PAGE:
The Lloyds share price is dirt-cheap! This is what I’d do now

The Lloyds share price has crashed badly. Anna Sokolidou tries to find out if it is a buy right now.

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The Lloyds share price has crashed badly. Many FTSE shares have almost recovered from the market’s crash in March. But not Lloyds, which seems to be a bargain now. Is it a buy?

The Lloyds share price nosedive

As we all remember, Lloyds’s fall started at the beginning of the pandemic. The most obvious reason is the fact that banks generally take a hit from recessions. The Bank of England cut interest rates to zero. This is a problem for net interest income, which is a large chunk of banks’ profits. What’s more, banks have to prepare for a higher number of defaults on loans. The same is true of Lloyds.

A week ago the banking group reported quite horrible earnings results. Lloyds reported a pre-tax loss of £602m for the first half of this year, which is a disaster compared to a £2.9bn profit in the first half of 2019. That’s mainly because the bank set aside £3.8bn for bad loans. Tthis amount might even total £5.5bn for the full year. Not inspiring! 

There is one more reason why the Lloyds share price became dirt cheap. All British banks were asked to cancel this year’s dividends by their regulator because of the pandemic. Well, Lloyds had to comply too.     

Would I buy the dirt-cheap Lloyds share now?

I have just reread my first article on this well-established bank. I was quite bullish on the stock when it traded for more than 55p a piece. Among the positives I stated the low price-to-earnings (P/E) and price-to-book (P/B) ratios. I also mentioned its large size and operational history. These factors still apply now, although the P/E figure is likely to be negative this year. The bank seems to be even more of a bargain now at a price of less than 30p per share.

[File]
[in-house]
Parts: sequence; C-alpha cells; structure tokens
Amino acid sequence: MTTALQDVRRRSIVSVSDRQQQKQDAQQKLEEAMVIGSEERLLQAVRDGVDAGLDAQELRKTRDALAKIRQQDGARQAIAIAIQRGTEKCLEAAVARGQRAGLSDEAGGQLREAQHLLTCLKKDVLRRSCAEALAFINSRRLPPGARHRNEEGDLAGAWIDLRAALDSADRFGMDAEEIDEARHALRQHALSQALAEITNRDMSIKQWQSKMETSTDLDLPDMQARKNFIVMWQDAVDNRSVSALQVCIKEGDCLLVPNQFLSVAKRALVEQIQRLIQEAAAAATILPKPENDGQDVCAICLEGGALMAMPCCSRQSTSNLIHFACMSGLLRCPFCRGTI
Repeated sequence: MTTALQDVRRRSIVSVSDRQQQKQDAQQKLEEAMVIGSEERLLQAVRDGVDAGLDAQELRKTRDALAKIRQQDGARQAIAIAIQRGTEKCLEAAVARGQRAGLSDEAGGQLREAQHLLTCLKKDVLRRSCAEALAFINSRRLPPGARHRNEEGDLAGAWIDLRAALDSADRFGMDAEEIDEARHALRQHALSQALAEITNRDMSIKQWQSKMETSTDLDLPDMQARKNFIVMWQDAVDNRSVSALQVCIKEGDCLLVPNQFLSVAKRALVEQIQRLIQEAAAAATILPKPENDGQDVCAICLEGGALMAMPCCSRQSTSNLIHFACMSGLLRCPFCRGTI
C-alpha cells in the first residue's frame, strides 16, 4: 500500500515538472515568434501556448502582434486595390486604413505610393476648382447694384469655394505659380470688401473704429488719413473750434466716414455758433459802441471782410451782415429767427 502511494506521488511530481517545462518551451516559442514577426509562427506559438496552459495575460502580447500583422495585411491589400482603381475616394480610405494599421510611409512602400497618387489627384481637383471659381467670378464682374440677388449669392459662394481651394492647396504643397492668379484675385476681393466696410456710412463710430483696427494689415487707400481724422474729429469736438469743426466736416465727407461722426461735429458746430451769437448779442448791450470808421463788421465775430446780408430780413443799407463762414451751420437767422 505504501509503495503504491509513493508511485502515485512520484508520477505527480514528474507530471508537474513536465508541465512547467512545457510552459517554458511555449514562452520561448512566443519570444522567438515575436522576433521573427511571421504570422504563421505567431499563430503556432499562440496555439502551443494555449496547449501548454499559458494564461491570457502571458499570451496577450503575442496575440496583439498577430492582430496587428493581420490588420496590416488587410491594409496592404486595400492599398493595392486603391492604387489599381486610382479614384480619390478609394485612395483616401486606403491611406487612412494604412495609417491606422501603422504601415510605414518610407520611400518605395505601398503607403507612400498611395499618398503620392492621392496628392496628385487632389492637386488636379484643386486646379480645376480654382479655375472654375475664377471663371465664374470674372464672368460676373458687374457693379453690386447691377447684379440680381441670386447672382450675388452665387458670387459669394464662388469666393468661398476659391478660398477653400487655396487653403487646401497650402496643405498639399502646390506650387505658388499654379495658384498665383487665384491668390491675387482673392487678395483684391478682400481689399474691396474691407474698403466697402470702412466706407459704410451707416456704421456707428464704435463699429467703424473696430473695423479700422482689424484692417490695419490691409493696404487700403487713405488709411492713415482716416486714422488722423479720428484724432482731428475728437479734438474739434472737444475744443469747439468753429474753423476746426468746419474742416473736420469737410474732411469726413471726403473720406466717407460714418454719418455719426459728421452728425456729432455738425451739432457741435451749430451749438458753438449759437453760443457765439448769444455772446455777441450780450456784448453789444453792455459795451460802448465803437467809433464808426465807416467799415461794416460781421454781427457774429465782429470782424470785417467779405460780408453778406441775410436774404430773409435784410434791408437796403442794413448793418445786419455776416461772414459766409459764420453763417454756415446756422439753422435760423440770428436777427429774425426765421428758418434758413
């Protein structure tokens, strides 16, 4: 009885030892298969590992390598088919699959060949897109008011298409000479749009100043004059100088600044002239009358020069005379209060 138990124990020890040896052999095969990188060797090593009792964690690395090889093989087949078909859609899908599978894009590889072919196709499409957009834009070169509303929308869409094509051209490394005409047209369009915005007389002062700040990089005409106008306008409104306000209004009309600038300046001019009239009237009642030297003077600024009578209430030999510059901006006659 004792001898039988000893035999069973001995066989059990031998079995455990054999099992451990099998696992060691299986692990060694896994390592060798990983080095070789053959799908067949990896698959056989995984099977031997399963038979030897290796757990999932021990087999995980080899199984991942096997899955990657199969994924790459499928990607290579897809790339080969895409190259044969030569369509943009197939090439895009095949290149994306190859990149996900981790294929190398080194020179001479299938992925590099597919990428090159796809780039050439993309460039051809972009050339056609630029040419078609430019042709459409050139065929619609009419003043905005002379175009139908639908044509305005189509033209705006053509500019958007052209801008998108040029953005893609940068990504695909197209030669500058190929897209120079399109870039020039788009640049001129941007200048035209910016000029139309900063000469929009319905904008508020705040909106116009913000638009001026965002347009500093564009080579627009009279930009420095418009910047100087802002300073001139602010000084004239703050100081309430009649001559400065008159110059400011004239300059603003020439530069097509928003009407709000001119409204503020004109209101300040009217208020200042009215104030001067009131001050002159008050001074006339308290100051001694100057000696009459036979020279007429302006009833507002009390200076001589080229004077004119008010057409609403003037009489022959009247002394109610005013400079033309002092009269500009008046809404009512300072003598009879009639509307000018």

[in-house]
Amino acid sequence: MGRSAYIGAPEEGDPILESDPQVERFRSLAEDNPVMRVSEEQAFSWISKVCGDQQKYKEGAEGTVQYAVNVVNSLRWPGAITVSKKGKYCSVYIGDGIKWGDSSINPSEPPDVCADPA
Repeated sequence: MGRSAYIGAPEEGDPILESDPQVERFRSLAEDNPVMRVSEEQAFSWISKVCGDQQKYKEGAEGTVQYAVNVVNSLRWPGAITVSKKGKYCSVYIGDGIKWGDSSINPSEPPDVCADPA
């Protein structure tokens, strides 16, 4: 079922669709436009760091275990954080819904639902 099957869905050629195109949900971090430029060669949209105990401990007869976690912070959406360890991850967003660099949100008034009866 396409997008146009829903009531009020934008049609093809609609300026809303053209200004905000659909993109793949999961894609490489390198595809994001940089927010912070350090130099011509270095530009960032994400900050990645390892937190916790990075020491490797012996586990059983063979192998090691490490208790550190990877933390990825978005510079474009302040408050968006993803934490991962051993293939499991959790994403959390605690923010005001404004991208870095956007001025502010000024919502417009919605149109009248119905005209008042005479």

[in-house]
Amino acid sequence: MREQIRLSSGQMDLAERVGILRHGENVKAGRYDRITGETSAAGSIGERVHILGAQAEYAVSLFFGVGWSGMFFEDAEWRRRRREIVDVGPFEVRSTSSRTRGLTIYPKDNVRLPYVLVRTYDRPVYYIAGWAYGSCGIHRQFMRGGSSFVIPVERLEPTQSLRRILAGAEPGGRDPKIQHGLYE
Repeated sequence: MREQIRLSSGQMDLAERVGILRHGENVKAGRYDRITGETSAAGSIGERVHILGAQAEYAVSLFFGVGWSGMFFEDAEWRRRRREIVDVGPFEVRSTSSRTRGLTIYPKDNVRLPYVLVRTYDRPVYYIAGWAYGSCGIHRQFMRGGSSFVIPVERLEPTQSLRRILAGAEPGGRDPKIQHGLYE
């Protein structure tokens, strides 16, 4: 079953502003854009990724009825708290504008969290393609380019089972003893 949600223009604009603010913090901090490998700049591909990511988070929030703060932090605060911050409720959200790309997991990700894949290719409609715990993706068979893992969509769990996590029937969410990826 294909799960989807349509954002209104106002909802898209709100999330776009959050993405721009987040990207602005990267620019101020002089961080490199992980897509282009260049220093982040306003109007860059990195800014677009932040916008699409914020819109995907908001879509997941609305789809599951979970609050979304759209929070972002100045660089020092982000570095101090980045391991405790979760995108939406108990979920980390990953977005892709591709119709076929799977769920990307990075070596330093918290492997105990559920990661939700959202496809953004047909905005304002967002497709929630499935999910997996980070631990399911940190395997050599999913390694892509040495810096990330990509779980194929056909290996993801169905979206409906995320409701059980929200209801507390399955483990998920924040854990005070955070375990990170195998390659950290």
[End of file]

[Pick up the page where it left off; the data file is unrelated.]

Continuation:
The company’s management seems to agree with this. According to Lloyds’s website, three insiders, the CFO, an independent director, and a group director, bought quite a lot of shares recently. This suggests that they still believe in the bank, which seems to be ‘too big to fail’. 

At the same time, Lloyds is a large retail and commercial bank. That is, it primarily lends money to businesses and people like us. That’s pretty bad. Not only can the default risk get bigger as I’ve mentioned before, but the demand for loans can go down too. Normally, there is no need for businesses to borrow more if their activity falls or they go bankrupt. As concerns individuals, many of them cannot afford to borrow because they are out of work. The bank also relies heavily on providing insurance products. Obviously, the demand for them might fall further too for very similar reasons. 

In a previous article I also warned about possible ‘black swan’ events. The pandemic  became the black swan event for Lloyds and its peers. There’re more challenges, including the risks of a no-deal Brexit. However, in my view, the Lloyds share price is dirt cheap. It might be worth considering for brave long-term investors. I think there is still a risk it can go down. But, in my view, it will survive and even flourish some time later.  

Should you invest, the value of your investment may rise or fall and your capital is at risk. Before investing, your individual circumstances should be assessed. Consider taking independent financial advice.

Anna Sokolidou has no position in any of the companies mentioned. The Motley Fool UK has recommended Lloyds Banking Group. Views expressed on the companies mentioned in this article are those of the writer and therefore may differ from the official recommendations we make in our subscription services such as Share Advisor, Hidden Winners and Pro. Here at The Motley Fool we believe that considering a diverse range of insights makes us better investors.

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